© 2021
Prairie Public NewsRoom
Play Live Radio
Next Up:
0:00
0:00
Available On Air Stations

The Great Corn Show

Ways To Subscribe

On this date in 1926, the second annual corn show began in the Bismarck auditorium. The show had been the cause of much excitement for the past few months. Numerous advertisements in the papers had touted the event’s entertainment, speakers, and vendors. There was hope that most, if not all, of the 53 ND counties would be represented at the show, fully displaying their support for the event.

On the day it began, more than 600 vendors had set up shop in the auditorium. Governor Arthur G. Sorlie opened the corn show, stressing how valuable corn was to North Dakota. He said it was important for farmers to learn about the different types of corn and how to handle them, predicting that one day, North Dakota would become a great corn raising state. He also introduced Senator Peter Norbeck of South Dakota, who launched into his own speech about unification and the power that the state holds in the federal government. He praised North Dakota for its wealth and opportunity, saying: “There are greater opportunities here than in industrial centers.”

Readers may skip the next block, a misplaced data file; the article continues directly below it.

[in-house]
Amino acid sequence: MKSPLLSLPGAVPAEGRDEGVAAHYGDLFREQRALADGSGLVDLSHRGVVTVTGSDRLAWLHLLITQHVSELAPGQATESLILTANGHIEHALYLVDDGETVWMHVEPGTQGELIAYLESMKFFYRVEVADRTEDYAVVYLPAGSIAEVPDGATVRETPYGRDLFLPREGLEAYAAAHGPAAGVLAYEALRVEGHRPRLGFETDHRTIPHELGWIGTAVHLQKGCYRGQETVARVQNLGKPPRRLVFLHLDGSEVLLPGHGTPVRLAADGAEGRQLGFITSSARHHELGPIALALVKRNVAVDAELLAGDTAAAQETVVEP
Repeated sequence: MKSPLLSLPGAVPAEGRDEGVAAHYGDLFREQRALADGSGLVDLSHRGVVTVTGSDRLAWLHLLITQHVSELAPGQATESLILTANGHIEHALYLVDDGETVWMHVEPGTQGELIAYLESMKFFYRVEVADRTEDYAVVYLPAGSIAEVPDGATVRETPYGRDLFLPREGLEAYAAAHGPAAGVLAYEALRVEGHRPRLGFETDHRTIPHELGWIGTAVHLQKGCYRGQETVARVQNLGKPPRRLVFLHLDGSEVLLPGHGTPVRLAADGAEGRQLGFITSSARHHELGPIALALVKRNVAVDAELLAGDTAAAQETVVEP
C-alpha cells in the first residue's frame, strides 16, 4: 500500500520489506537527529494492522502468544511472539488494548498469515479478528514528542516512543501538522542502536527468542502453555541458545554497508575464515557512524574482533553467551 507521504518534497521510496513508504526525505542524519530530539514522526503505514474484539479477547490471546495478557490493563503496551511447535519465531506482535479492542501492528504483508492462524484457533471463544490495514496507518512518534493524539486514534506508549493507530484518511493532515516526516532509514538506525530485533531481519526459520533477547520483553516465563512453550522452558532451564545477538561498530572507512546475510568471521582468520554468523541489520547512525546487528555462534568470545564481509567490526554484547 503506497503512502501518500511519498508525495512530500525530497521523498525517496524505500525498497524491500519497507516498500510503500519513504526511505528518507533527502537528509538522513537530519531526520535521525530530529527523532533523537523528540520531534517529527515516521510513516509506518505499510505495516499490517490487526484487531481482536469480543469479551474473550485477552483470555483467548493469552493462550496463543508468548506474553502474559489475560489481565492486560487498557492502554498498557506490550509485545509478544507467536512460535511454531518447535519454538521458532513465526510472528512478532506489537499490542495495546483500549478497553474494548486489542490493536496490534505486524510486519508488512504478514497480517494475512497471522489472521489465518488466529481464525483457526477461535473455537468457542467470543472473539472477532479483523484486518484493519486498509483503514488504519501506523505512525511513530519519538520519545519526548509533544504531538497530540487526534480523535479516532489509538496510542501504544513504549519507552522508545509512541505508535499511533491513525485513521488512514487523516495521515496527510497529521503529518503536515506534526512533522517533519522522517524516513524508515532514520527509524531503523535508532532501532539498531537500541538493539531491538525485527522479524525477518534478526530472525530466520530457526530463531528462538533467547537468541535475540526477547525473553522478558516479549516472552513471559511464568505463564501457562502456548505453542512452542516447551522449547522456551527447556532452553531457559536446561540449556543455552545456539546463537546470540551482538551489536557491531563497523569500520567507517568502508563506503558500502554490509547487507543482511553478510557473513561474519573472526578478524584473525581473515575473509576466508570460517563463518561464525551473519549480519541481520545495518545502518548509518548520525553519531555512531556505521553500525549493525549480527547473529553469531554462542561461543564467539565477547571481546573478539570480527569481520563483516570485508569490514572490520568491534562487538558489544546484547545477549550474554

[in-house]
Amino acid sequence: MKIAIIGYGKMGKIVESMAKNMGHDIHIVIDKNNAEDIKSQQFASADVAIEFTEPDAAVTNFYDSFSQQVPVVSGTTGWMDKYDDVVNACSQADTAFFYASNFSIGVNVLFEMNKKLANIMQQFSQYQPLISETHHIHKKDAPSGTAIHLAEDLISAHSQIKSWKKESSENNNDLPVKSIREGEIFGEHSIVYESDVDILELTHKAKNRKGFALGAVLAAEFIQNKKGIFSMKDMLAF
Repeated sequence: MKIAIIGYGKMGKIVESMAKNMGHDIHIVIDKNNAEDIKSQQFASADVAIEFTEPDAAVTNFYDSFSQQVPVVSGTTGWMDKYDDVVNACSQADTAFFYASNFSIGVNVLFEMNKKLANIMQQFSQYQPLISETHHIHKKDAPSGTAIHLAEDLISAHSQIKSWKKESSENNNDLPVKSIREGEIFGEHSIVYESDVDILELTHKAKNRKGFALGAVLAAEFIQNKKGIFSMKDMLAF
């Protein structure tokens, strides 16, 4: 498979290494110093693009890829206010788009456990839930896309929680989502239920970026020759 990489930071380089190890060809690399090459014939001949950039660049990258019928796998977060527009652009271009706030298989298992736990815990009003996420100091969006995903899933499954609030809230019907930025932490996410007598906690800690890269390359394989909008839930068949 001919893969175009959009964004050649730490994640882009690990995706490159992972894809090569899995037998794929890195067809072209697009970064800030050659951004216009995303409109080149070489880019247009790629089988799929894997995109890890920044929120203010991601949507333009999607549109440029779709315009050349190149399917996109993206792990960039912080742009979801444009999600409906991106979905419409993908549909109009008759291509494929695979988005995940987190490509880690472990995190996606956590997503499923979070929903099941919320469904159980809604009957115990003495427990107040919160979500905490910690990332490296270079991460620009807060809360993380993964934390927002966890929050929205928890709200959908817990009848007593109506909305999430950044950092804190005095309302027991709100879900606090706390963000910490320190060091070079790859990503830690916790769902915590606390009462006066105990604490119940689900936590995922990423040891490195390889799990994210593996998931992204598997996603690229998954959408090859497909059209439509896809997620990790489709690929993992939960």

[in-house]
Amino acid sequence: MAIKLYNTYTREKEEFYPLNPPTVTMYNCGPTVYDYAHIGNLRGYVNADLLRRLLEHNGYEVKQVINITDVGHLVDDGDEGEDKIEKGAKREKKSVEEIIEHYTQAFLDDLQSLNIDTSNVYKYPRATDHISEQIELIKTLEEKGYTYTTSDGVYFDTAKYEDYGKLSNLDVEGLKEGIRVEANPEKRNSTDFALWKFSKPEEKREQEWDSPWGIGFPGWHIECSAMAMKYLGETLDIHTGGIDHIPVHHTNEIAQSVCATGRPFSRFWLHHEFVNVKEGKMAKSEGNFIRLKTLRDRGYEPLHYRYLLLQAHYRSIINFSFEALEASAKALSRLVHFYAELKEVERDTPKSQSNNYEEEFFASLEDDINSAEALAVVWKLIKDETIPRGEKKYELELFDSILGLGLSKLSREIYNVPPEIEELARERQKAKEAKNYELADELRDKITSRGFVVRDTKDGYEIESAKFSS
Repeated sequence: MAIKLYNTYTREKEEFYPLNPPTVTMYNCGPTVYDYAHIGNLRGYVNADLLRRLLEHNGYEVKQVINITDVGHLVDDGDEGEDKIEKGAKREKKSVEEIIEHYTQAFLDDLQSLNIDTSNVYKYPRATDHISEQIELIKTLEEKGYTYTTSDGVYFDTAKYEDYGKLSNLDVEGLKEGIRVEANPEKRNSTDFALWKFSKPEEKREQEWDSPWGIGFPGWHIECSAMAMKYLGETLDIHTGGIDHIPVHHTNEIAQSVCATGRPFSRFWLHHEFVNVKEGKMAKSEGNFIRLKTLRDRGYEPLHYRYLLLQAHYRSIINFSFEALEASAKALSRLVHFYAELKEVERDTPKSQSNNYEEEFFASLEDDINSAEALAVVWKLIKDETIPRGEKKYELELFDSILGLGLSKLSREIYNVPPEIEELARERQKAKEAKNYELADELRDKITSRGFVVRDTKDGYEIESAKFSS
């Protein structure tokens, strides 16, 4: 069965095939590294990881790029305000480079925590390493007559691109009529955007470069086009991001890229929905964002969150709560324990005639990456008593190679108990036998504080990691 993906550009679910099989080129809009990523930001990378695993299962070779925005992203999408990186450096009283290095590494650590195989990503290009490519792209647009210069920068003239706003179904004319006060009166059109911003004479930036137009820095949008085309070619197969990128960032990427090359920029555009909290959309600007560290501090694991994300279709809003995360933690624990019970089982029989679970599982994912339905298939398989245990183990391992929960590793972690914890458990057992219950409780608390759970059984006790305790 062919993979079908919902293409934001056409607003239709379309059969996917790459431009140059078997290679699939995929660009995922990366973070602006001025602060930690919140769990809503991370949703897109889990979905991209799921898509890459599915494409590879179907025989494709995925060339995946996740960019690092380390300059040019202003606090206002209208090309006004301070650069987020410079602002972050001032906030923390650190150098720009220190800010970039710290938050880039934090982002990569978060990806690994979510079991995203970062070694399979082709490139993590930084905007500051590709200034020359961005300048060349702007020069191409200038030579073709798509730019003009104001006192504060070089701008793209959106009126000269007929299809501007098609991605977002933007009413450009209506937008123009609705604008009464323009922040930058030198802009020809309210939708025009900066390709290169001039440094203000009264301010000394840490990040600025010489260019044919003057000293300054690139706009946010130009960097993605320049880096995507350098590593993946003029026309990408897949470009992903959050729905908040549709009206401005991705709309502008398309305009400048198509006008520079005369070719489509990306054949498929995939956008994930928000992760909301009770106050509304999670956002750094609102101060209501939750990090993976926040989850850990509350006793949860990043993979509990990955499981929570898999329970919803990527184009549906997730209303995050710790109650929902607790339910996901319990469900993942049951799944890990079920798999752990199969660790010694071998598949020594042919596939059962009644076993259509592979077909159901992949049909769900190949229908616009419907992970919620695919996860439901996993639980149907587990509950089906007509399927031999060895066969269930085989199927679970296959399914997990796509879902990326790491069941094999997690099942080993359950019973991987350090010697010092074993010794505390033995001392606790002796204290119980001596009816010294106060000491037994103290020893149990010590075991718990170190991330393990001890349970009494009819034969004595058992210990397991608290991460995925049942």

The corn show continued with presentations from experts on topics such as how to pick good seed corn or what corn is best for livestock. Vendors sold food to show off the versatility of corn: corn fed beef, corn fritters, corn bread, corn mead pudding, cream of corn soup, and more.

Entertainers were also featured. There was an orchestra, a string quartet, singers, and even a comedian.

Offering some cultural diversity were exhibits from the local tribes. Members of the Arikara performed a corn planting ceremony believed to ensure a good crop. There was also an operetta, The Feast of the Red Corn, performed by 60 girls from an Indian school. People went home entertained and well-fed, taking with them knowledge that could help them succeed in farming.

This second annual corn show was a time for the people of North Dakota and beyond to come together and celebrate an important part of the economy. By all accounts, it was a huge success.

Dakota Datebook by Katie David

Sources:

The Bismarck Tribune, Nov. 10, 1926

The Bismarck Tribune, Nov. 12, 1926

The Bismarck Tribune, Nov. 14, 1926

Related Content